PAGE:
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In brief - Replaceable rules don't cover all relevant governance issues

New companies and start-ups that only rely on the Corporations Act 2001 for regulation may leave themselves exposed to other uncertainties around new shareholders, minority shareholders' voting rights, and, most importantly, funding requirements.

Shareholders' agreements should detail the company's management and control

Shareholders' agreements are essential tools for ensuring that relationships in closely held companies are conducted on appropriate terms, while also providing protection for shareholders in more widely held companies.

In our March 2016 article Shareholders' agreements for new companies and start-ups, we addressed why shareholders' agreements are important for new companies and start-ups, the basics around company ownership and management and how having a well-drafted agreement can help to manage disputes, including a list of items that might be included in your shareholders' agreement.

In this follow-up article, we look at how failing to enter into a shareholders' agreement appropriate for the nature of a given company can result in unwanted new shareholders becoming involved against the wishes of existing shareholders, disenfranchisement of minority shareholders, and an inequitable bearing of ongoing funding requirements.

Corporations Act and replaceable rules may not be enough to ensure good governance

The Corporations Act 2001, which regulates all Australian companies, defines the rights and obligations of shareholders, company directors and officers, and imposes a basic structure pursuant to which shareholders appoint directors to manage companies without further agreement. Many companies regulate their governance using only the provisions of this Act and informal arrangements. The Act contains certain provisions directed at regulating some of the uncertainties, called replaceable rules, but they generally do not go far enough to address all relevant issues.

Where a company’s shareholders want greater certainty as to the implementation of a certain business plan, composition of management and the management of desired short- and long-term objectives, a shareholders' agreement can be useful to provide all shareholders comfort as to the company’s direction and management.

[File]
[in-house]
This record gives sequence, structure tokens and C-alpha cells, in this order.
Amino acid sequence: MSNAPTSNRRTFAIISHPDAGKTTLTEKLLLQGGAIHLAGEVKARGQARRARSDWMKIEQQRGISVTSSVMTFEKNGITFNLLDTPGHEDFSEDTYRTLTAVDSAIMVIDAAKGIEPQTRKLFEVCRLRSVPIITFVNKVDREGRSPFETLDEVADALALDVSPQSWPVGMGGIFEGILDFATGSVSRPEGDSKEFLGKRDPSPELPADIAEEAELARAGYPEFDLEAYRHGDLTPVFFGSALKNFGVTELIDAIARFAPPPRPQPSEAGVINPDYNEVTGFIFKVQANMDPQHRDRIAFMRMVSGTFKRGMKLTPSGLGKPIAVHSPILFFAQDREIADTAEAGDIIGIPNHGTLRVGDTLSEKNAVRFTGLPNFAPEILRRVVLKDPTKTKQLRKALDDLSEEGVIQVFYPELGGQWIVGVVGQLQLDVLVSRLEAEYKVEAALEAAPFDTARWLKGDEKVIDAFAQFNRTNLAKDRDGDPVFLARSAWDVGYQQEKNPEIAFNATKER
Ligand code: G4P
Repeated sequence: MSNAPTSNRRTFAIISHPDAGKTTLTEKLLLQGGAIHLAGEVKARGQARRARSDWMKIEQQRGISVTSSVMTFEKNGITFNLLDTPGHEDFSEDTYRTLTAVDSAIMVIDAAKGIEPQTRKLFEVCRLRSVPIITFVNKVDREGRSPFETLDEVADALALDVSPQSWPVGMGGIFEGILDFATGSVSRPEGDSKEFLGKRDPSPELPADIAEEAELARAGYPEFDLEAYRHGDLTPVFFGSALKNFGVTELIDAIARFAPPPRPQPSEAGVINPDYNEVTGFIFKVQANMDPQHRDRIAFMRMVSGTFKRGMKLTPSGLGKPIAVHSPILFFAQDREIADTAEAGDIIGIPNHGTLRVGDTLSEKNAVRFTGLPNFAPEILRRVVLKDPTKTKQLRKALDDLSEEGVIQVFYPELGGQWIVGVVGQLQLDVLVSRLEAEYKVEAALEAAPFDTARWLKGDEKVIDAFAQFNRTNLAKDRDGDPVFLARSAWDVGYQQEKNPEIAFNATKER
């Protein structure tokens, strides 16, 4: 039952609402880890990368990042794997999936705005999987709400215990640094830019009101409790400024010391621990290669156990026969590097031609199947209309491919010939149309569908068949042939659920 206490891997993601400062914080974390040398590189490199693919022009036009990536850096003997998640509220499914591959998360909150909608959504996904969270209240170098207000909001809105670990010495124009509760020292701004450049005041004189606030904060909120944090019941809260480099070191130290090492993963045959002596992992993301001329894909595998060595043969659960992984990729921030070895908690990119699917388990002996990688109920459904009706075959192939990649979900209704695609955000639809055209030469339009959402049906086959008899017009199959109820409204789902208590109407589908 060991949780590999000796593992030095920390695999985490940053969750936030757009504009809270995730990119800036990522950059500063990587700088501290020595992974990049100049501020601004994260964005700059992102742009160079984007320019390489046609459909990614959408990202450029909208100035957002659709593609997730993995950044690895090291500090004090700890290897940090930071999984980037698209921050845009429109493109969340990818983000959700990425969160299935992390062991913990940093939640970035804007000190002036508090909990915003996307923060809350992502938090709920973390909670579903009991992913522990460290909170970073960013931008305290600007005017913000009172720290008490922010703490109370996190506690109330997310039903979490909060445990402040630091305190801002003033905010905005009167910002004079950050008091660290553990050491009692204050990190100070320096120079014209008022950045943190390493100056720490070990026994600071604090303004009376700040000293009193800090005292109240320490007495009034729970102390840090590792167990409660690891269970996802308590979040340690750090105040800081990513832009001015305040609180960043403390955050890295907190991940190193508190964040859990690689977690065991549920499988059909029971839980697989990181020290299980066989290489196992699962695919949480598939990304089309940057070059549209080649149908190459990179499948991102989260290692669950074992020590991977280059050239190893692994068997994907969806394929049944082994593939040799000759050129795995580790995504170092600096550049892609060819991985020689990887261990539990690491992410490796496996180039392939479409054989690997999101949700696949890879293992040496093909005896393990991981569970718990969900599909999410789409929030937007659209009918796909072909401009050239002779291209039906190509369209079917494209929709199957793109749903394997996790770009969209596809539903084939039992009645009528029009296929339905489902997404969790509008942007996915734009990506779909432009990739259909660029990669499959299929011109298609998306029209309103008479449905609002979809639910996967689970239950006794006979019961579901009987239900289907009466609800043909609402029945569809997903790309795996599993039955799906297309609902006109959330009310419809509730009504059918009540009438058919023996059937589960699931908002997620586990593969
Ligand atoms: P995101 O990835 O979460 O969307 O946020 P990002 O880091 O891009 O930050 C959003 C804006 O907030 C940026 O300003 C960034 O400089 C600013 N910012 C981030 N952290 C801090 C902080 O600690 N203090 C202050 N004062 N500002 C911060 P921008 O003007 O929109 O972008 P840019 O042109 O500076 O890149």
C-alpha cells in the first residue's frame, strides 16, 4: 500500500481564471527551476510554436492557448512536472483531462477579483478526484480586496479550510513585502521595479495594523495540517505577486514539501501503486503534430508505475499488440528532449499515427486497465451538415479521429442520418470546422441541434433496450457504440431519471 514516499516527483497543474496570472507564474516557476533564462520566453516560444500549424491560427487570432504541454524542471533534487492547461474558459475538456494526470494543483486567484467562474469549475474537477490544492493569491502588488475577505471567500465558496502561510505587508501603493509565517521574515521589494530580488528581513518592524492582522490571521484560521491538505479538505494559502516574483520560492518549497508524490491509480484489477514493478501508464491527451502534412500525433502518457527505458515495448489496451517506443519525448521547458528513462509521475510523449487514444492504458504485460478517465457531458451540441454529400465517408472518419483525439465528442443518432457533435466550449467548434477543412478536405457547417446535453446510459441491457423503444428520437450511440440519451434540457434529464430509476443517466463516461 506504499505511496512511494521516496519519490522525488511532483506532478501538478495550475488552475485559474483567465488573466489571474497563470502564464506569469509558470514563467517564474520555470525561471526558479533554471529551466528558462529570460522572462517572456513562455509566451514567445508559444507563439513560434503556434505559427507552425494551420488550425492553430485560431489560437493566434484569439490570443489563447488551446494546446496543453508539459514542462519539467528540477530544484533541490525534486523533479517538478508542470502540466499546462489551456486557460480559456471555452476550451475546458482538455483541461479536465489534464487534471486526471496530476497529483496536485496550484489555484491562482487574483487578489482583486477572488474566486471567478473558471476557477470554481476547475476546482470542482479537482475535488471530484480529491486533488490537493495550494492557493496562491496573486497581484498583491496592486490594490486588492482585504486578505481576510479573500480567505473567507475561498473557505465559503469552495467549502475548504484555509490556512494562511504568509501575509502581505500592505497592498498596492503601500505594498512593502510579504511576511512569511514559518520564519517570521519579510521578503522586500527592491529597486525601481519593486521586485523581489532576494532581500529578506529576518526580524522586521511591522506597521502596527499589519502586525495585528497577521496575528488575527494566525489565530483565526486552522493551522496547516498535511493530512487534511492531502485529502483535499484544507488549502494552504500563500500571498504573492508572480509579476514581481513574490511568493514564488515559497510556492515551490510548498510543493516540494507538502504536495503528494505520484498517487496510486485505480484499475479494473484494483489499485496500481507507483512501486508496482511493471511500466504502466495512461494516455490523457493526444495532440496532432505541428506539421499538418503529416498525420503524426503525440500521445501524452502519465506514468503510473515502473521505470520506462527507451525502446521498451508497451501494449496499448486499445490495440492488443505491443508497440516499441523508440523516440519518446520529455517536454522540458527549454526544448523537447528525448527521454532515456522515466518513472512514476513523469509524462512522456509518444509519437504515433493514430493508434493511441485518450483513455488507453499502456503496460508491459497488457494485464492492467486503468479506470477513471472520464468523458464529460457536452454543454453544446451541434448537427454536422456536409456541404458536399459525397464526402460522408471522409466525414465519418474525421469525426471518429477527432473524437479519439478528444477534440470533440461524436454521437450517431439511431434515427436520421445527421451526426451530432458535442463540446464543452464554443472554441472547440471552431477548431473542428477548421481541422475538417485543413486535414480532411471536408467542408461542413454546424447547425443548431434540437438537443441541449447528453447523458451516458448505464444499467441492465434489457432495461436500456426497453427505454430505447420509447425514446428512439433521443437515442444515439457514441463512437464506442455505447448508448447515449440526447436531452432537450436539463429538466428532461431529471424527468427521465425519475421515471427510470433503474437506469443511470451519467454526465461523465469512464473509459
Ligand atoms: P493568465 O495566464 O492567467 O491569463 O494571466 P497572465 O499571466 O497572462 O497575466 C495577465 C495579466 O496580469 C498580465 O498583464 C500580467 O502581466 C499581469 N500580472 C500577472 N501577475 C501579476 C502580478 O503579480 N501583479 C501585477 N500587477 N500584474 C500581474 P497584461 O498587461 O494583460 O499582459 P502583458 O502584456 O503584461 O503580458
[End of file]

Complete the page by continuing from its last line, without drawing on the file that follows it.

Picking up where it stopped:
By way of example, the Corporations Act places no limit on a shareholder selling its shares to someone else, even if the buyer is someone with whom the other shareholders do not wish to associate or to have a say in the composition of the board.

Shareholders' agreement may ensure more equality and voting rights

Setting rules in a shareholders' agreement to create more certainty as to mutual rights and responsibilities is very useful when a company is held by few shareholders who work together closely in circumstances similar to business partners, because it is flexible enough to provide for a partnership-like relationship among shareholders, ensuring equal say in things and preventing new persons coming into the business without consent of the other shareholders.

It also benefits companies with more diverse shareholders, setting standards that passive shareholders can rely on and allowing passive or minority shareholders access to the board or veto rights over certain important decisions.

The company may be included as a party to shareholders' agreements. The purpose is to ensure that each individual shareholder obtains rights against the company that it can enforce itself. Such rights usually pertain to access to books and records, maintenance of accounts and maintenance of directors' and officers' insurance.

Funding requirements may be addressed by private equity and shareholders' obligations provisions

An appropriate shareholders' agreement is an essential element of provision of private equity funding. They are critical when existing shareholders wish to attract additional investment from third parties, who will want structural certainty around mutual rights and responsibilities as a condition of their cash coming in.

Shareholders' agreements can provide mechanisms for ensuring the availability of working capital, to be provided under set circumstances by shareholders. This can be important where there is a risk that some shareholders may not want to provide necessary funding.

Care needs to be taken to ensure that funding mechanisms do not create an obligation on shareholders to provide funds to a company that can be enforced by an external administrator, as this can negate the benefits of limited liability. However, when properly drafted, funding provisions can create equitable mechanisms for sharing funding obligations among shareholders.

This article contains summary information and is not intended as legal advice for your business. Please consult your legal professional in relation to your specific requirements.

This is commentary published by Colin Biggers & Paisley for general information purposes only. This should not be relied on as specific advice. You should seek your own legal and other advice for any question, or for any specific situation or proposal, before making any final decision. The content also is subject to change. A person listed may not be admitted as a lawyer in all States and Territories. © Colin Biggers & Paisley, Australia 2024.

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